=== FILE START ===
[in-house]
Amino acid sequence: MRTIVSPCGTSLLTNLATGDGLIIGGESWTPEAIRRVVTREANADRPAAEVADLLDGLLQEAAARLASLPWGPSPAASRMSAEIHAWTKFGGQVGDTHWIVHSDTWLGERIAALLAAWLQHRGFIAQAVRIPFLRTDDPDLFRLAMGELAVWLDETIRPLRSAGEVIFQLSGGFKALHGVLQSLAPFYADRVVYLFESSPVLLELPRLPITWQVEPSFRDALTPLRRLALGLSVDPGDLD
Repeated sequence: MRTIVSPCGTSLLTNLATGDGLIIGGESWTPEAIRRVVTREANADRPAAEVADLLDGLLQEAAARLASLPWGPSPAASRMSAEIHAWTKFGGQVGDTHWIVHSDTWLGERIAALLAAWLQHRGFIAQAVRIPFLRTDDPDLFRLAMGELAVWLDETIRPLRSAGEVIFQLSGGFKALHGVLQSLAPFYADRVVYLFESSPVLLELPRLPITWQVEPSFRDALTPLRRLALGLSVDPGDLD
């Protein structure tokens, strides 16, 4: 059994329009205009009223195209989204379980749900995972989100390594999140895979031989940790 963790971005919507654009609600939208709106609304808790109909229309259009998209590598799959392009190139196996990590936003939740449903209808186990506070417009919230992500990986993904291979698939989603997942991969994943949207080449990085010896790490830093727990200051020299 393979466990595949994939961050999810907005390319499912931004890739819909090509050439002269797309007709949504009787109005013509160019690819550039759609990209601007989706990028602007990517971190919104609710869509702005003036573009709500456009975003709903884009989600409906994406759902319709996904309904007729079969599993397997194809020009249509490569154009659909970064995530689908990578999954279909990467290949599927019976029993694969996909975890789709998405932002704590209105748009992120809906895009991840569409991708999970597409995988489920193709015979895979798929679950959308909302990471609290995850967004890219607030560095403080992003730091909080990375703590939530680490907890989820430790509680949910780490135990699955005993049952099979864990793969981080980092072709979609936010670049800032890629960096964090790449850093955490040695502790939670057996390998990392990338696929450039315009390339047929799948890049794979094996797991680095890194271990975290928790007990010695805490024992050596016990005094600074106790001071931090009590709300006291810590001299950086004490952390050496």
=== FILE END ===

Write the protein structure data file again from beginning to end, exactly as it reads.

[in-house]
Amino acid sequence: MRTIVSPCGTSLLTNLATGDGLIIGGESWTPEAIRRVVTREANADRPAAEVADLLDGLLQEAAARLASLPWGPSPAASRMSAEIHAWTKFGGQVGDTHWIVHSDTWLGERIAALLAAWLQHRGFIAQAVRIPFLRTDDPDLFRLAMGELAVWLDETIRPLRSAGEVIFQLSGGFKALHGVLQSLAPFYADRVVYLFESSPVLLELPRLPITWQVEPSFRDALTPLRRLALGLSVDPGDLD
Repeated sequence: MRTIVSPCGTSLLTNLATGDGLIIGGESWTPEAIRRVVTREANADRPAAEVADLLDGLLQEAAARLASLPWGPSPAASRMSAEIHAWTKFGGQVGDTHWIVHSDTWLGERIAALLAAWLQHRGFIAQAVRIPFLRTDDPDLFRLAMGELAVWLDETIRPLRSAGEVIFQLSGGFKALHGVLQSLAPFYADRVVYLFESSPVLLELPRLPITWQVEPSFRDALTPLRRLALGLSVDPGDLD
């Protein structure tokens, strides 16, 4: 059994329009205009009223195209989204379980749900995972989100390594999140895979031989940790 963790971005919507654009609600939208709106609304808790109909229309259009998209590598799959392009190139196996990590936003939740449903209808186990506070417009919230992500990986993904291979698939989603997942991969994943949207080449990085010896790490830093727990200051020299 393979466990595949994939961050999810907005390319499912931004890739819909090509050439002269797309007709949504009787109005013509160019690819550039759609990209601007989706990028602007990517971190919104609710869509702005003036573009709500456009975003709903884009989600409906994406759902319709996904309904007729079969599993397997194809020009249509490569154009659909970064995530689908990578999954279909990467290949599927019976029993694969996909975890789709998405932002704590209105748009992120809906895009991840569409991708999970597409995988489920193709015979895979798929679950959308909302990471609290995850967004890219607030560095403080992003730091909080990375703590939530680490907890989820430790509680949910780490135990699955005993049952099979864990793969981080980092072709979609936010670049800032890629960096964090790449850093955490040695502790939670057996390998990392990338696929450039315009390339047929799948890049794979094996797991680095890194271990975290928790007990010695805490024992050596016990005094600074106790001071931090009590709300006291810590001299950086004490952390050496």